The National deliver a mixed set at Manchester's Castlefield Bowl to open their European summer tour.


★★★★★ (5/5)

On the third night of Manchester's Sounds Of The City open air festival music fans who defied the forecast of evening showers were rewarded with an immersive and exhilarating performance by one of American indie rock's keystone bands, The National. Opening their European summer tour with a one-off headline show ahead of some festival dates provided the band with a unique opportunity to showcase latest album I Am Easy To Find, while polishing up some old favourites, in front of an enthusiastic 8000-capacity crowd.

While many punters were still arriving the early support slot was filled by Nashville-based artist Adia Victoria. The singer spared no effort getting the crowd warmed up under the densely humid afternoon sky. Her sometimes-husky voice and sultry melodies, accompanied by occasional twirls and a sway of hips infused the performance with a powerful sensuality that contrast to the themes of songs like "Devil Is A Lie" and "The Needle's Eye". Finishing on the creeping groove of "Different Kind Of Love", Victoria makes it clear she's here for a good time, if not a long time.

When the headliners take to the stage there's a peculiar feeling of anticipation. Singer Matt Berninger appears to be in a light-hearted mood, ducking behind the piano as the crowd erupts in applause. The feeling shifts almost immediately to one of serious concentration as the band lead off with a string of songs from their latest album. It's always a shock to the system when an established band comes to tour new material. That initial excitement and apprehension about what they will play and how it will flow weighs on both the performers and their audience. In this set of 25 songs 12 come from I Am Easy To Find. It's a lot to take on and there are some sound issues throughout the first half of the set where Berninger's vocals are occasionally drowned out by guitars, synths and horns. There's a lot of words and a lot of voices and on no fewer than 3 instances the frontman concedes he messed up his part. Exchanging melodies and harmonies with 3 stunning female vocalists in Eve Owen, Mina Tindle and Gail Ann Dorsey gives the new songs like "Oblivions" and "Where Is Her Head" a much stronger sense of collaboration which stands out against some of the older tracks like "Bloodbuzz Ohio" and "Apartment Story".

There's a defiant sense of progress about the setlist too; not only are there a lot of new songs but there are fewer and fewer very old songs. One of the things fans love about seeing The National live is that, yes there are certain favourites they will always play but no 2 nights will ever be the same. The band change up their set for every single show and there's always some unexpected treats from the catalogue. In Manchester these included "Green Gloves" and "All The Wine" which bookended some amusing chat from Berninger about capitalism after he exchanged his seemingly unpleasant drink with a fan in the front row.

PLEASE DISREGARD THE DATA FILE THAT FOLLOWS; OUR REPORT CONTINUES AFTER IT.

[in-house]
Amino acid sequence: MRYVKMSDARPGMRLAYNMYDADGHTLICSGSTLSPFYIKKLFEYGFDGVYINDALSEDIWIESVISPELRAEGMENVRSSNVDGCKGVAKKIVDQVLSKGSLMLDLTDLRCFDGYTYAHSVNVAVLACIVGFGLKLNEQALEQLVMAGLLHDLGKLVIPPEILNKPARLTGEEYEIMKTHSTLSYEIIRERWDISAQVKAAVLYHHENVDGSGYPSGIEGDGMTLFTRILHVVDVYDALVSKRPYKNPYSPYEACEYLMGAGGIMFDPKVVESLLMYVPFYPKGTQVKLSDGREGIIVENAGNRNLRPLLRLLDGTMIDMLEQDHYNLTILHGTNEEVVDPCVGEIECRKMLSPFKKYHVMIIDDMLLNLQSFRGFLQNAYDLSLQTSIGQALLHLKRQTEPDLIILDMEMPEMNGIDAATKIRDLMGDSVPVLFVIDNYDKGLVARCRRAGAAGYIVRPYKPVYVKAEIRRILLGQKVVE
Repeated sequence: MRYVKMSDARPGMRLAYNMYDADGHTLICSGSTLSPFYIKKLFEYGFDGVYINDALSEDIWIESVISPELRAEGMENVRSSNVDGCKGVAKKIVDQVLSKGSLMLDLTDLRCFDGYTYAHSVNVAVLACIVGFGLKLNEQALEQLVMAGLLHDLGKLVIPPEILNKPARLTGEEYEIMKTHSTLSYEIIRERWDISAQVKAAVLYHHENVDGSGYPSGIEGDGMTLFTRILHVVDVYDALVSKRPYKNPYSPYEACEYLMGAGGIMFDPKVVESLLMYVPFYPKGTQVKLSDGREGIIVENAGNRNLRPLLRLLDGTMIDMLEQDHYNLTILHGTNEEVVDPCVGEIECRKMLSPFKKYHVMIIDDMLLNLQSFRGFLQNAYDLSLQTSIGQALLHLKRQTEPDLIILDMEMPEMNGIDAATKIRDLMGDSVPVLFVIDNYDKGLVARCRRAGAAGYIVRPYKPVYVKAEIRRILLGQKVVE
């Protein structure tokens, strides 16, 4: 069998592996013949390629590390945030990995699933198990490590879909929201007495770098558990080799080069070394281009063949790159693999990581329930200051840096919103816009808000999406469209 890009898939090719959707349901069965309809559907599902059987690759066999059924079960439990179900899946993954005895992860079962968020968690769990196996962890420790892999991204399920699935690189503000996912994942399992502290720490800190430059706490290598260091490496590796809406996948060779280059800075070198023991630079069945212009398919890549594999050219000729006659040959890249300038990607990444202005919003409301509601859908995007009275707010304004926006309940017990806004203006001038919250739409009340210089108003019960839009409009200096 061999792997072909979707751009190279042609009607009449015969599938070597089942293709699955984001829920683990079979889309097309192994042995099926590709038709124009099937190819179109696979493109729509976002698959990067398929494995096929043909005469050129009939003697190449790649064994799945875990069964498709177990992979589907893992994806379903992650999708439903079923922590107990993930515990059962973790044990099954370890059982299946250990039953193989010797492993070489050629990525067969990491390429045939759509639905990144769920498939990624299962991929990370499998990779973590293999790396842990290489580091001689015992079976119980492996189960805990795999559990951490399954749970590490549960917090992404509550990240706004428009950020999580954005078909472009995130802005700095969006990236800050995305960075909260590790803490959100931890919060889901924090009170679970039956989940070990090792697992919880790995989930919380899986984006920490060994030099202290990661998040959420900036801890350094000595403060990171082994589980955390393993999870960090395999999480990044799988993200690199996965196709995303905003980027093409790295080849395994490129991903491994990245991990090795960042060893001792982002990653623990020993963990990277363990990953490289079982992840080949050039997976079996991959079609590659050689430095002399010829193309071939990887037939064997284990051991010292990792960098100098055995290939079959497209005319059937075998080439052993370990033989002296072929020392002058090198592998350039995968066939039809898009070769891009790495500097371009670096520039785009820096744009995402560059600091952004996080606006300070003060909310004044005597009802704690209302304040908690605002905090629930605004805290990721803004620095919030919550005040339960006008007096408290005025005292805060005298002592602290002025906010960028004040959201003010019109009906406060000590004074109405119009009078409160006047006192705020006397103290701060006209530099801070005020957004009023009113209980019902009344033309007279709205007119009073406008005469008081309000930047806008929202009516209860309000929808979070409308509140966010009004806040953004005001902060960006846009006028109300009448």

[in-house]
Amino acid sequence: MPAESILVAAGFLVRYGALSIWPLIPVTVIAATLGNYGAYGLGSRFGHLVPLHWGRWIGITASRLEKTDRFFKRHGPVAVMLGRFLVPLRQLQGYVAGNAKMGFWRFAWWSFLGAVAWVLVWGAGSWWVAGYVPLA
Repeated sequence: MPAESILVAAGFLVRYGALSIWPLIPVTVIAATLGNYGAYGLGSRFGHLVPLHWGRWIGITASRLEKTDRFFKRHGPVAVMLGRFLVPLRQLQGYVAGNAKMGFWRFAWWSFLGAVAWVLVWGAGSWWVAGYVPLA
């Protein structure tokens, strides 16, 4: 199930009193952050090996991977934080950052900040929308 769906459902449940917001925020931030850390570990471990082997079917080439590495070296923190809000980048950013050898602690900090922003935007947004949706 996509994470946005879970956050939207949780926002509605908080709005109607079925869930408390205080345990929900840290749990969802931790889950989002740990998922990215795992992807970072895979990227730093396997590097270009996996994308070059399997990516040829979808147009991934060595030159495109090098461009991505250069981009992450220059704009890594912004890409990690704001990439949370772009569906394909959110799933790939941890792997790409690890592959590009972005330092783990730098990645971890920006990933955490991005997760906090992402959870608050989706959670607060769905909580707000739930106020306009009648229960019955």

Another standard of The National's live show is the moment of insanity that ensues every time Matt Berninger wades into the crowd. It's as exciting as it is terrifying and yet he does it so regularly that the band almost don't notice, but that wingmen/guitarists Aaron and Bryce Dessner intuitively know when to occupy front and centre stage. "Day I Die" sees one such moment, after which Berninger appears quite dishevelled, his crisp white shirt untucked and his glasses skewed. Yet he returns again during "Graceless" where the microphone is all but lost to the crowd and his voice is barely heard over the shout-singing of those around him. His antics are especially jovial late in the set. During "The System Only Dreams In Total Darkness" he interferes with Aaron Dessner's guitar change and finds himself flirting with the edge of the stage before running and leaping into position for the opening lyric. At one point he coaxes a phone from someone in the crowd, taking it on stage to film his perspective before tossing it back into the melee.

The band close out the set with "Fake Empire" and a new crowd favourite "Rylan" just as the heavy sky starts to give way to a light mist. Berninger's protracted departure from the stage sees him handing a bottle of wine from his personal stash into the crowd, followed by some cups. "Now I don't even have time to pee before the encore" he complains. Not leaving without playing a final couple of songs from the new album, they push on with the encore as Berninger enters the crowd one final time during "Mr November". He emerges at the end of it a somewhat changed man, mainly in that he is unable to hear the band clearly or keep up with "Terrible Love" until well into the bridge, at which point the Dessner's take over and drown out whatever vocals remain to be heard.

Shenanigans have cost them time and as they set up the final songs, a typical crowd singalong with "Vanderlyle Crybaby Geeks" the venue hits its 10.30pm curfew and all amplification is silenced. Lights come on as the crowd leads line after line, drowning out all but a faint tambourine on the stage that keeps time until the last note is sung. Rain falls heavier, the louder the chorus rises until finally the gathering disperses by mutual agreement. Another one-of-a-kind night for fans, if not quite an auspicious show to kick off this tour.


  • You Had Your Soul With You

  • Quiet Light

  • The Pull of You

  • Hey Rosey

  • Don’t Swallow the Cap

  • Bloodbuzz Ohio

  • Oblivions

  • So Far So Fast

  • Where Is Her Head

  • Green Gloves

  • All the Wine

  • Apartment Story

  • Day I Die

  • Pink Rabbits

  • The System Only Dreams in Total Darkness

  • I Am Easy to Find

  • Hairpin Turns - (Tour Debut)

  • Graceless

  • Fake Empire

  • Rylan


  • Not in Kansas

  • Mr. November

  • Terrible Love

  • Light Years

  • Vanderlyle Crybaby Geeks



The Modern Record